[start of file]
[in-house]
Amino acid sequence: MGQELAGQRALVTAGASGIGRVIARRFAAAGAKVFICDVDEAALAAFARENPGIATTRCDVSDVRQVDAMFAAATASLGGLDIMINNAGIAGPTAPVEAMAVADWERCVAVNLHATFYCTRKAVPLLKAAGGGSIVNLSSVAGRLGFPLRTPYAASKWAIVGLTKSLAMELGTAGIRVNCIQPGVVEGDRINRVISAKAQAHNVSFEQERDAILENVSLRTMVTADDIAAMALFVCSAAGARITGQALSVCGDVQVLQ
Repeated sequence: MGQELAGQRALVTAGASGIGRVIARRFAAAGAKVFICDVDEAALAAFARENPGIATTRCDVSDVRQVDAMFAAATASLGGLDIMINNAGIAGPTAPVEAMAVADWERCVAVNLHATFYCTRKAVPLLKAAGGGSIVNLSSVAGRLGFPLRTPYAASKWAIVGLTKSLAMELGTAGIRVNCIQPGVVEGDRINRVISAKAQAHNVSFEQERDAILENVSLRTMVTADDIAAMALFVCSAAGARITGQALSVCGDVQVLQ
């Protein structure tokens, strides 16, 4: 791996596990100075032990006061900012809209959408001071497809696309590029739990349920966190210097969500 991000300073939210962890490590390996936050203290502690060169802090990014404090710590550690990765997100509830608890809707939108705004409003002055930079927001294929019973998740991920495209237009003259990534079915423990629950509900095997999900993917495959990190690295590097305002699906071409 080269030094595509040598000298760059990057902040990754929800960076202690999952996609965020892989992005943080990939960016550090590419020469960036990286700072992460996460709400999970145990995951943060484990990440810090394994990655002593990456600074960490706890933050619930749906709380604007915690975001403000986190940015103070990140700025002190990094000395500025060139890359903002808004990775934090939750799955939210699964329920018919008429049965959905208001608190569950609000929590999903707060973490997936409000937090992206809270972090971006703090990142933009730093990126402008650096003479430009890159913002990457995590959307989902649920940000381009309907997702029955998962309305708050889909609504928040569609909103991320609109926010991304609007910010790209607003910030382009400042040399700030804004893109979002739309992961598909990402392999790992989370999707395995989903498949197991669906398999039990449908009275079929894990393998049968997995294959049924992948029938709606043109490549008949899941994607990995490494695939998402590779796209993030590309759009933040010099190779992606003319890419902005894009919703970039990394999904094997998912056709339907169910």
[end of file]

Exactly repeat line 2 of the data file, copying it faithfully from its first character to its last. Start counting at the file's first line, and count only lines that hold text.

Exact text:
Amino acid sequence: MGQELAGQRALVTAGASGIGRVIARRFAAAGAKVFICDVDEAALAAFARENPGIATTRCDVSDVRQVDAMFAAATASLGGLDIMINNAGIAGPTAPVEAMAVADWERCVAVNLHATFYCTRKAVPLLKAAGGGSIVNLSSVAGRLGFPLRTPYAASKWAIVGLTKSLAMELGTAGIRVNCIQPGVVEGDRINRVISAKAQAHNVSFEQERDAILENVSLRTMVTADDIAAMALFVCSAAGARITGQALSVCGDVQVLQ